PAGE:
Food

Homemade Pizza Lunch Kit

My daughter is always asking for Lunchables and Revolution lunch kits, so I created a homemade version of an assemble-your-own pizza kit.

Jenna started asking for Lunchables last year after seeing some of her classmates bring them for lunch. Not wanting to give her pre-packaged, highly-processed foods, I never gave in to the request. This year, she spotted the Revolution Foods brand of pre-made lunch kits at the grocery store and asked if we could try them. After reading the ingredients, which admittedly are better than Lunchables, I decided to buy a couple of kits even though I still wasn’t entirely comfortable with the pre-package food concept.

My daughter tried the first one at home over the weekend, mostly because I was curious about the contents of the box and how easily she would be able to assemble the pizza on her own. It turned out to be somewhat difficult. The pizza was packaged in three separate plastic bags, and she couldn’t open any of them on her own. But once we cut the packages open with scissors, I watched while she eagerly spread the sauce and sprinkled the cheese. Jenna loves to cook, and I realized that “lunchables” don’t just appeal to her because of their taste. She enjoys the experience of making her own meal. This got me thinking about how I could incorporate a similar approach into her school lunches, without resorting to packaged foods.

Since pizza was her favorite lunch kit, I decided to create a homemade version that would allow her assemble her own pizza at lunch time.

making the pizza crusts:

My daughter is always asking for Lunchables and Revolution lunch kits, so I created a homemade version of an assemble-your-own pizza kit.

I use a mix of white bread flour and whole wheat flour for our pizza dough, but you can adjust according to your preferences.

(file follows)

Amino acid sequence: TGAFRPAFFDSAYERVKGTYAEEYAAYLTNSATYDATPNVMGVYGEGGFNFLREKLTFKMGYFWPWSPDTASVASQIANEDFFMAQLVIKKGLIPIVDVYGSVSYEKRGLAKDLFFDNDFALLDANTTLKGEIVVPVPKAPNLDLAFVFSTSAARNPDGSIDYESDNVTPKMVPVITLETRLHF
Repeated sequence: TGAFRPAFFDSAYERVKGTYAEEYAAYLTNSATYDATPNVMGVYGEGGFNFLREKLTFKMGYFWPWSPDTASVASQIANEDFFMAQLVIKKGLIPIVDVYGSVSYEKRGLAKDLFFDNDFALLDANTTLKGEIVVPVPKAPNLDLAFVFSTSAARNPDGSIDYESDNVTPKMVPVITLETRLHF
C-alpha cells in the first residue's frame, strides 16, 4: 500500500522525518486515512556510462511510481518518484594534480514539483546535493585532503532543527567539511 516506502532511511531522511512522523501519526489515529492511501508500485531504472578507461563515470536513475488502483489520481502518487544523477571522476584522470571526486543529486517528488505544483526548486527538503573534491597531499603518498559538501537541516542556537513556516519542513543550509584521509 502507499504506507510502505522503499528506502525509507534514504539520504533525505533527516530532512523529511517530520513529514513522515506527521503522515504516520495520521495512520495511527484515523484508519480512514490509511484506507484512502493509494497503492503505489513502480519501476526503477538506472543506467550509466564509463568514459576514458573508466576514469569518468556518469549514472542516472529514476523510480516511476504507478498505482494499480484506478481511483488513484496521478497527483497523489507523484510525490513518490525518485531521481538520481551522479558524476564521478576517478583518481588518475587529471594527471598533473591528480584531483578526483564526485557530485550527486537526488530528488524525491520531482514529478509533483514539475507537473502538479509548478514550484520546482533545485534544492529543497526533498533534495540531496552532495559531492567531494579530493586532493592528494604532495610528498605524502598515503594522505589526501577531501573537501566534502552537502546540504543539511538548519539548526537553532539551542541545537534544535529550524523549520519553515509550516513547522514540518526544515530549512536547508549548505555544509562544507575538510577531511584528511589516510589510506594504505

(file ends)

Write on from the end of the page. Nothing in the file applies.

Here is the recipe:

  • 1/4 cup olive oil
  • 1 1/2 tsp honey
  • 2 1/4 tsp active dry yeast
  • 1 cup whole wheat flour
  • 2 cups white bread flour
  • 1 tsp salt

Put 1 cup of lukewarm water in the bowl of an electric mixer and add the olive oil, honey and yeast. Stir until mixed and then add the flour and salt. Mix with the dough hook until it forms a ball. Place the dough on a lightly floured surface and knead until smooth – about 2-4 minutes. Place the ball in a lightly oiled bowl, cover and let sit for 1 hour. After is rises, punch down and knead for an additional 1-2 minutes.

At this point, you can roll the dough into individual crusts for baking or you can place the dough in the fridge for several hours to overnight. I like to separate making the dough and baking the crusts because I rarely have enough time to complete both parts in a single afternoon.

For the lunch kits, I separated the large ball of dough into 8 smaller ones, rolled them out (to approximately 1/8 inch thickness) and cut them into squares before baking so that they would fit into the squarish containers (see below). Next, I baked the crusts at 495 degrees for approximately 8 minutes.

Assembling the kit

My daughter is always asking for Lunchables and Revolution lunch kits, so I created a homemade version of an assemble-your-own pizza kit.

I purchased this awesome container by Sistema because it is very kid-friendly and the compartments are well-suited to a pizza kit. The bottom compartment fits a 4-5 inch pizza crust and the top section includes a small container for sauce and a divided container for cheese and a side dish or additional pizza topping.

My daughter is always asking for Lunchables and Revolution lunch kits, so I created a homemade version of an assemble-your-own pizza kit.

I conducted a taste test with my kids before giving them the kits for lunch and, although they were very enthusiastic about them, I was also told that my sauce didn’t taste as good as the sauce in the Revolution Foods kit. So, it looks like I still have some room for improvement.

A Tour of Tastings in Napa Valley

A Tour of Tastings of the Non-Wine Variety in Napa Valley We recently returned from a trip to Napa Valley and, while we certainly enjoyed the wine, the highlight of our trip was definitely the food. Here are a few ideas for tastings in Napa Valley of the non-wine variety:

Gourmet Food Tour